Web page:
The massive surge in the number of members serving full-time missions provides the unprecedented opportunity for mission leadership to mobilize surplus missionary manpower to orchestrate the opening of multiple proselytism areas that specifically target the Zapotec within their homelands. The assignment of even two or three missionary companionships to exclusively focus on Zapotec-specific outreach could have a long-term pay off for the Church in establishing a permanent presence. Small towns in the Zapotec homelands currently unreached by the Church that appear favorable for the assignment of missionaries and establishment of member groups include Guevea de Humboldt, Lachiguiri, and Santiago Laxopa. Assigning a single missionary companionship to serve in multiple cities or towns provides a solution to extend formal missionary outreach into these locations while conserving limited mission resources and troubleshooting potential self-sufficiency challenges. The assignment of a senior missionary couple to Zapotec areas to coordinate outreach efforts between full-time missionaries and local church leaders has enormous potential to establish the Church, although the limited number of senior missionary couples serving missions make this course of action a challenge.

The establishment of a separate mission headquartered in Juchitán may improve prospects for the Church to extend concentrated outreach among the Zapotec due to greater resource allocation into the area. A prospective mission in Juchitán could potentially service three stakes and four districts in southern and eastern Oaxaca State, whereas the original Mexico Oaxaca Mission could potentially be downsized to only administer the four stakes in the city of Oaxaca as well as areas outside of stakes in northern and western Oaxaca. Smaller jurisdictions for mission presidents to administer has at times coincided with greater interest in reaching ethnolinguistic minority groups due to smaller population-to-missionary ratios and vision to make church operations more accessible.


The Church in Mexico has avoided the expansion of specialized Amerindian outreach within the past two decades. Attitudes and policies held by area, mission, and stake leaders have generally advocated for the integration of Mestizo and Amerindian members into the same congregations and have promoted Spanish usage to hold worship services and teach classes. There has appeared to be a belief by church administration that the establishment of language-specific congregations for Amerindian groups will become too taxing on mission and stake leadership. This appears attributed to historical challenges in self-sufficient local leadership among  Mexican Amerindian peoples, language barriers, socioeconomic divides, and remote location. Although it is not entirely clear why mission and area leaders in Mexico have not placed emphasis on reaching Amerindian peoples due to their large populations and generally high receptivity, it appears that this lack of outreach has been due to self-sufficiency problems for the Church in Mexico as a whole and a conservative approach to the centers of strength policy. Within the past five years, the Church in Mexico has experienced little to no "real growth" due to quick-baptism tactics, local leadership development problems, and low member activity rates. Between year-end 2009 and year-end 2013, the Church added 146,666 members to its roles yet the total number of congregations (wards and branches) decreased during this four-year period from 2,007 to 1,980. As increasing numbers of congregations strongly correlates with increasing numbers of active members, this development is discouraging and predicts that little to no progress will occur in establishing specialized Amerindian outreach among additional peoples until real-growth frustrations are sufficiently rectified as reflected by a return to steady, year-to-year increases in the number of wards and branches nationwide.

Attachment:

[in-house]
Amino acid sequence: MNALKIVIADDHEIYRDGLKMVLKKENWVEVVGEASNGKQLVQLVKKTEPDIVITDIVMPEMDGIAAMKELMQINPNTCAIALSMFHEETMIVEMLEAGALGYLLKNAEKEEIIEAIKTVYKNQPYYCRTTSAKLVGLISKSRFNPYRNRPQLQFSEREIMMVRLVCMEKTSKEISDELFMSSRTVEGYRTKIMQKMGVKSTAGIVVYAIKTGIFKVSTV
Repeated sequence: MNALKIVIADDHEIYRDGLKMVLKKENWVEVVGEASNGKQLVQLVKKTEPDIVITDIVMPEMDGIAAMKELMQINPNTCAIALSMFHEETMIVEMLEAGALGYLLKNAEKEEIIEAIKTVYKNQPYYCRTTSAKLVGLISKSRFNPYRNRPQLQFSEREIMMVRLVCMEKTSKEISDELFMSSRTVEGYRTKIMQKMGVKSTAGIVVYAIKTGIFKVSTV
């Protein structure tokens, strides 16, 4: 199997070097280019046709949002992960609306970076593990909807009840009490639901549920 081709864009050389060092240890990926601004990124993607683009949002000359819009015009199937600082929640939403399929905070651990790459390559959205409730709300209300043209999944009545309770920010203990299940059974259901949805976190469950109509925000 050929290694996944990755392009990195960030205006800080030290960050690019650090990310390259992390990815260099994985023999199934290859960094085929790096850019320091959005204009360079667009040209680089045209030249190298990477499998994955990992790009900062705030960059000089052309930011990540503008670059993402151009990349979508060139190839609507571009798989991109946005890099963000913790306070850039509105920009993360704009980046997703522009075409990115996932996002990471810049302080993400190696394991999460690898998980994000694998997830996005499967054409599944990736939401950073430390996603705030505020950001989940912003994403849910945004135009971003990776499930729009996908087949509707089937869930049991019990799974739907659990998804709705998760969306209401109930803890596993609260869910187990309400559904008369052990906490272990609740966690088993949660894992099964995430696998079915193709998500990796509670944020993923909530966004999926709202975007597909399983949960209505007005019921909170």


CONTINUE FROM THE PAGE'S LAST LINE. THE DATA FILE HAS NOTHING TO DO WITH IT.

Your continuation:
The lack of even a single Zapotec translation of a proselytism tract, let alone gospel study resources and LDS scriptures, poses significant challenges for the Church to convey a sense that it is compatible with Zapotec culture and society. Even if the Church were to determine that the establishment of Zapotec-speaking branches or member groups in Juchitán, Oaxaca, and other cities with sizable numbers of Zapotec people would be appropriate and feasible to meet local language needs, Zapotec members and investigators have no translations of materials and scriptures from which to teach lessons, prepare sacrament meeting talks, or study the gospel. Without translations of even a few basic materials into Zapotec, one cannot accurately assess whether the absence of a Zapotec Latter-day Saint community is attributed to a lack of language resources needed for testimony development and missionary work, or that the Zapotec have been less receptive to mission outreach compared to their Spanish-speaking Mestizo counterparts. However, reports from returned missionaries suggest that few mission resources designated to areas with sizable numbers of Zapotec, combined with no Zapotec-language materials or proselytism efforts, are responsible for the lack of a defined LDS community.